Eastern Libya seeks semi- autonomy

Al Jazeera reports: Tribal leaders and militia commanders in oil-rich eastern Libya have declared their intention to seek semi-autonomy, raising fears that the country might disintegrate following the overthrow of Muammar Gaddafi.

Thousands of representatives of major tribal leaders, militia commanders and politicians made the declaration on Tuesday in a ceremony held in Benghazi.

They promised to end decades of marginalisation under Gaddafi and named a council to run the affairs of the newly created region, extending from the central coastal city of Sirte to the Egyptian border in the east.

Al Jazeera’s Nicole Johnston, reporting from the capital, Tripoli, said the announcement in Benghazi was only the beginning of a process.

“It is certainly significant, but we need to put it into context: first of all, they have announced the formation of a new regional council, and this will actually take a couple weeks to form,” she said.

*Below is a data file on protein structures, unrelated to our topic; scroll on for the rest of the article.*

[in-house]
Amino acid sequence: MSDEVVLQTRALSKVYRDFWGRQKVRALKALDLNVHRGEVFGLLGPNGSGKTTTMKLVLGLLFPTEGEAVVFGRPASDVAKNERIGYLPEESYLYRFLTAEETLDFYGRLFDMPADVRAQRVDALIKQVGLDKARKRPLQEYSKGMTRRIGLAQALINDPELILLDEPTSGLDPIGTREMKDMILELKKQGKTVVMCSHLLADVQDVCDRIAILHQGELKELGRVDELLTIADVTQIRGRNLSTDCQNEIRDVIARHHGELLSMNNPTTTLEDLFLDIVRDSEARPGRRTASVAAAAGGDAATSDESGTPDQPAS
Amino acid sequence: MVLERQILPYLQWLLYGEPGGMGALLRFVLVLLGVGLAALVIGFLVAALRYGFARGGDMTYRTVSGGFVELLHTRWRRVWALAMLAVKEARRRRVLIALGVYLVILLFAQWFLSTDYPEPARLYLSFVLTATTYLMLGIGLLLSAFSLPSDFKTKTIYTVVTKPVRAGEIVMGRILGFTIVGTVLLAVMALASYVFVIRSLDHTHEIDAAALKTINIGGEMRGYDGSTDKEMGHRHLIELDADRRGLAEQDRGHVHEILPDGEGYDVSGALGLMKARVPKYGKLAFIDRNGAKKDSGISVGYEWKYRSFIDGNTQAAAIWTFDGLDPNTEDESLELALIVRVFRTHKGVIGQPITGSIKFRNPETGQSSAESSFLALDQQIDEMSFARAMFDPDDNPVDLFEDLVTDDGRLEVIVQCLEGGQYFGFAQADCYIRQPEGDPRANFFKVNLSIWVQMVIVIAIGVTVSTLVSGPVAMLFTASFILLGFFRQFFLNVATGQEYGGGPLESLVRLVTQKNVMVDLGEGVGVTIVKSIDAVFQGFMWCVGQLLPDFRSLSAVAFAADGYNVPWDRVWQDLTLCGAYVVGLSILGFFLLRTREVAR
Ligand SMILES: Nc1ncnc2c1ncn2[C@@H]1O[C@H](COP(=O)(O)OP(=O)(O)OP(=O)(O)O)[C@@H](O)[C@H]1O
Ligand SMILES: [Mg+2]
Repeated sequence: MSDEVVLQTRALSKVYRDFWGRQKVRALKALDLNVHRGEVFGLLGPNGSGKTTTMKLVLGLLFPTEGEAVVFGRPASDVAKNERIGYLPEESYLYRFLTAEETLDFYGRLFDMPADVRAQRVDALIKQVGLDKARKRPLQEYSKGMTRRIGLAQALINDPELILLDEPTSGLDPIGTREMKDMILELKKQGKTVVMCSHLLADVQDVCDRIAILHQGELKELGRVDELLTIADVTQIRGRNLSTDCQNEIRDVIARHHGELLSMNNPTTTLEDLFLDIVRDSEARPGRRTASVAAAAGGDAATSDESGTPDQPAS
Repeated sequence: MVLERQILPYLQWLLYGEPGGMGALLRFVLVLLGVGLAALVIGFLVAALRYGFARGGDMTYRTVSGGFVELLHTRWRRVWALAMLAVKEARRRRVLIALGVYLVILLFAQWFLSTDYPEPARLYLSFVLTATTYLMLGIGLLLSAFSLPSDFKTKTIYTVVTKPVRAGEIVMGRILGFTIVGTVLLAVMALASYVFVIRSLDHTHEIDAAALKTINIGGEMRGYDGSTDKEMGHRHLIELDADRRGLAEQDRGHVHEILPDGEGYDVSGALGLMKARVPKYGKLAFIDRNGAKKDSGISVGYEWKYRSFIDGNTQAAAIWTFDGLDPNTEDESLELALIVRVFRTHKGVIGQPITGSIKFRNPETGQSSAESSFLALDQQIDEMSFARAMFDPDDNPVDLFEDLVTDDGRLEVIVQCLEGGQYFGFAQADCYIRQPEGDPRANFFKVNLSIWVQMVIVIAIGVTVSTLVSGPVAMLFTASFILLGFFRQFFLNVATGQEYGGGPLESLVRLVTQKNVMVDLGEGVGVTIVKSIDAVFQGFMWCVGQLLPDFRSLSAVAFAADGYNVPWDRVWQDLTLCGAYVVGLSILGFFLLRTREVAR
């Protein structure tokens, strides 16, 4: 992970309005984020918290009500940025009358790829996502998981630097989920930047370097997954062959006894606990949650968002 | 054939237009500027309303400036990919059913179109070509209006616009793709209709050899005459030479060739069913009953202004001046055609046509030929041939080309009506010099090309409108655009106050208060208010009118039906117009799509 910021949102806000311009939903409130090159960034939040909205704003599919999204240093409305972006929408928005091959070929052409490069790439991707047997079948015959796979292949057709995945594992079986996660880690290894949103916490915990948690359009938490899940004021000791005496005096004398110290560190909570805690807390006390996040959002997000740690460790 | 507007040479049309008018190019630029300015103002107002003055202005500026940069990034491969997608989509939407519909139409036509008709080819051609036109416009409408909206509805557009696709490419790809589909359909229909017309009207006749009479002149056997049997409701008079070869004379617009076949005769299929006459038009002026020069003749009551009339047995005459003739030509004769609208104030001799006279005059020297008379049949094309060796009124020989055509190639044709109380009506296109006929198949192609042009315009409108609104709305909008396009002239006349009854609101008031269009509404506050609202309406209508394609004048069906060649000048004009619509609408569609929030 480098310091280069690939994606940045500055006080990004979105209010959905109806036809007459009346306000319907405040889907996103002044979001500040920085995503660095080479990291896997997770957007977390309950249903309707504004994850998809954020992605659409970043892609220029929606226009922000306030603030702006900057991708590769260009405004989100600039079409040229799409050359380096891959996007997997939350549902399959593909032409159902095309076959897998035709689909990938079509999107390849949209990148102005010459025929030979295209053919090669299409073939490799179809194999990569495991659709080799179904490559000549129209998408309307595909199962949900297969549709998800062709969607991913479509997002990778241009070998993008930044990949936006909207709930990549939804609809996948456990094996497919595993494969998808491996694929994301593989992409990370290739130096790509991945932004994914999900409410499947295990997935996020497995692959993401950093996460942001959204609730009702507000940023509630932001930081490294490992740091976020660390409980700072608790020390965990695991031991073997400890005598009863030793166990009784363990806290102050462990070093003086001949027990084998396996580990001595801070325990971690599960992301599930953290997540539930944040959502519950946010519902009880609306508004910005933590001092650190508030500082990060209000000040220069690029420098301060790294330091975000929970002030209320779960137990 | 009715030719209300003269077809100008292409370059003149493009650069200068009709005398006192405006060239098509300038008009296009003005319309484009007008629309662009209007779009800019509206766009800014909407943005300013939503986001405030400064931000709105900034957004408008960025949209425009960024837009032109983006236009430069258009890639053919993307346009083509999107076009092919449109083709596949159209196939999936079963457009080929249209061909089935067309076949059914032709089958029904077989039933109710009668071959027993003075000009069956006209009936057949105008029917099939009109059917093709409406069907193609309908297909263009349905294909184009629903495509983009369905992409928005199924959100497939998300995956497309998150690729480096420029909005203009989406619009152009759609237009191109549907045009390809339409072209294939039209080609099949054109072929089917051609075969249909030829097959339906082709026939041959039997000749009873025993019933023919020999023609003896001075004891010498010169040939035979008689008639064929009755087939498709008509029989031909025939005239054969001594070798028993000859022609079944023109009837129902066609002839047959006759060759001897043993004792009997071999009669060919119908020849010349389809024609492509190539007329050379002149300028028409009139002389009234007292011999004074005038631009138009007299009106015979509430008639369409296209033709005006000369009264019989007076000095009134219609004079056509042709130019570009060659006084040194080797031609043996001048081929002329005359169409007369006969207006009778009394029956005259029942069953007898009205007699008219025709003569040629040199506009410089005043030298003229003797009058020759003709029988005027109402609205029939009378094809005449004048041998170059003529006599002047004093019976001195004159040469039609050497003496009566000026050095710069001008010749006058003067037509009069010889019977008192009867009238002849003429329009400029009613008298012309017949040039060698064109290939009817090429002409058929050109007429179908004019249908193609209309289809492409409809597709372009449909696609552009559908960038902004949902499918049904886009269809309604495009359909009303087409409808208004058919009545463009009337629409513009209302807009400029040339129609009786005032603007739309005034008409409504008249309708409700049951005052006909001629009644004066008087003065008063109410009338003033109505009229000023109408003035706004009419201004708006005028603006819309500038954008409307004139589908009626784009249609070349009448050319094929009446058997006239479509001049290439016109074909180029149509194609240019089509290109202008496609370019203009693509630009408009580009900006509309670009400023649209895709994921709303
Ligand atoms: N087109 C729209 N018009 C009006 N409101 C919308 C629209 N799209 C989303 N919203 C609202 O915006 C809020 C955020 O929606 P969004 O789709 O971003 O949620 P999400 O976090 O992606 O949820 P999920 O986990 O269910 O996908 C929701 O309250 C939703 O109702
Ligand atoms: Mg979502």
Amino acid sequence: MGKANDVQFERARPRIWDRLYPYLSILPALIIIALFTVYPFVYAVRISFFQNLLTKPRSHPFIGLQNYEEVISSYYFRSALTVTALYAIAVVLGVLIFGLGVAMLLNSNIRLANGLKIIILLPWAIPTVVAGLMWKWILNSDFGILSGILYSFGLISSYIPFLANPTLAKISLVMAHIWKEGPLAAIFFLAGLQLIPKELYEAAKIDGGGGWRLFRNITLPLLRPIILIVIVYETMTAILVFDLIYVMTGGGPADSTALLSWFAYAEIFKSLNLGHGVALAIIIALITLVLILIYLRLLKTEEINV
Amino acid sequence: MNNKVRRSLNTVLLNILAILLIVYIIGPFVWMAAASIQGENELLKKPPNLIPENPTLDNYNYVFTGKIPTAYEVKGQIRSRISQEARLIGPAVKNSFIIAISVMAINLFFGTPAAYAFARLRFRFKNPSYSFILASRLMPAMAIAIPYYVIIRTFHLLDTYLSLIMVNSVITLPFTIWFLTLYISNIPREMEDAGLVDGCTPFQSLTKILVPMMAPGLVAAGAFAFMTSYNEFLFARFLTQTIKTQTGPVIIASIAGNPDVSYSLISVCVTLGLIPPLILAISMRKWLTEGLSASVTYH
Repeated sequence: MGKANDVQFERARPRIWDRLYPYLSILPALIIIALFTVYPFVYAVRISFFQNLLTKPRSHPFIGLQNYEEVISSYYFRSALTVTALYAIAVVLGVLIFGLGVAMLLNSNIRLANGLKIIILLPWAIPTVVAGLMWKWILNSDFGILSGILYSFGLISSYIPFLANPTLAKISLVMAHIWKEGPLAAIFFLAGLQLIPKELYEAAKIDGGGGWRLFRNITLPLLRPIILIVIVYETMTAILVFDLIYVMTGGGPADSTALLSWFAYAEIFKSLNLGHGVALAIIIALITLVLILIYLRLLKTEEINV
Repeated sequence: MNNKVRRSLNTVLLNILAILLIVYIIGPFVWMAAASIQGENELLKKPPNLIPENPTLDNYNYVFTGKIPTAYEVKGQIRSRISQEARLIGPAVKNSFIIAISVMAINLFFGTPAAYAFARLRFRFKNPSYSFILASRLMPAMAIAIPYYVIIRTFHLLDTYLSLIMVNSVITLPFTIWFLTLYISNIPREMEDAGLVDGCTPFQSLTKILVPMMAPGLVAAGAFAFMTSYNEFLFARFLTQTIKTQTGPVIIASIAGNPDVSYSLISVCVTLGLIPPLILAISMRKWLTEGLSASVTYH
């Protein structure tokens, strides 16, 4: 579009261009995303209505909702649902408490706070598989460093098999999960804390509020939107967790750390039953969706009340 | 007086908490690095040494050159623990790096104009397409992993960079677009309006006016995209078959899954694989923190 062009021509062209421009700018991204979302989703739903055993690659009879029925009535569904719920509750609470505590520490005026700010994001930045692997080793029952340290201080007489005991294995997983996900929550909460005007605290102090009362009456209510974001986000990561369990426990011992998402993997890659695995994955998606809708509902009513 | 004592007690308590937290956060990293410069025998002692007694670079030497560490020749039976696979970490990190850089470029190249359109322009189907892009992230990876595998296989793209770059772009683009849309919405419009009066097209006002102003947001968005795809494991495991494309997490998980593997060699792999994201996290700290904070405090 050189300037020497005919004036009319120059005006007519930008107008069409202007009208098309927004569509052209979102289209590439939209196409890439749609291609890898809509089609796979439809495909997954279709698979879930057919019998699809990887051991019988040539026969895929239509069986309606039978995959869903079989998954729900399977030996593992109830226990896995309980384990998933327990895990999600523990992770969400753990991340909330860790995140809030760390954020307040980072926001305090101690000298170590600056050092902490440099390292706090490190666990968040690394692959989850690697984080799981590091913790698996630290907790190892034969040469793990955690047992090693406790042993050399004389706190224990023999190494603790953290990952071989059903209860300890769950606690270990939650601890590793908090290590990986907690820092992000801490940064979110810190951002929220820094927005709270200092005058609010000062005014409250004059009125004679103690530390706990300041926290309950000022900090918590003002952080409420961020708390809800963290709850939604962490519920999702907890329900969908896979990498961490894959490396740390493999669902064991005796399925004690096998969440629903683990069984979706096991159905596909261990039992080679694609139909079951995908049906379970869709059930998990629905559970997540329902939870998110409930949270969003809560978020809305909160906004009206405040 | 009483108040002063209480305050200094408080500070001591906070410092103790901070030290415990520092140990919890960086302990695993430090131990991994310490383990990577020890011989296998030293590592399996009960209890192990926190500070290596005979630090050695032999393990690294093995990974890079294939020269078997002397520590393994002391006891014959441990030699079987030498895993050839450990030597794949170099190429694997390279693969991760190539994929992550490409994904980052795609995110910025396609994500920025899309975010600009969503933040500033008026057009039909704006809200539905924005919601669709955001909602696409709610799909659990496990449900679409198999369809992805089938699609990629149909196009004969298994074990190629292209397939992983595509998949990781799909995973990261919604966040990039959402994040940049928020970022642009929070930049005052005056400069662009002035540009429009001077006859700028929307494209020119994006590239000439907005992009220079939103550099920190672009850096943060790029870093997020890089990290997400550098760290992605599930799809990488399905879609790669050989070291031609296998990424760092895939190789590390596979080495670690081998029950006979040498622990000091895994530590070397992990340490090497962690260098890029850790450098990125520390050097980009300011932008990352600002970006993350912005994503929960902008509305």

“At this stage, they say they would like independence, but they have not declared independence. At this stage they haven’t even declared a degree of semi autonomy.”

The gathering in Benghazi also rejected an election law which allocated 60 seats for the eastern region out of 200-member assembly set to be elected in June.

Libya’s National Transitional Council (NTC), the interim central government based in Tripoli, has repeatedly voiced its opposition to the creation of a partly autonomous eastern region, saying it could eventually lead to the break-up of the country.

Reacting to Tuesday’s declaration, Waheed Burshan, a senior NTC representative, said the tribal leaders were looking for political power, whereas ordinary people of the east wanted a unified Libya.

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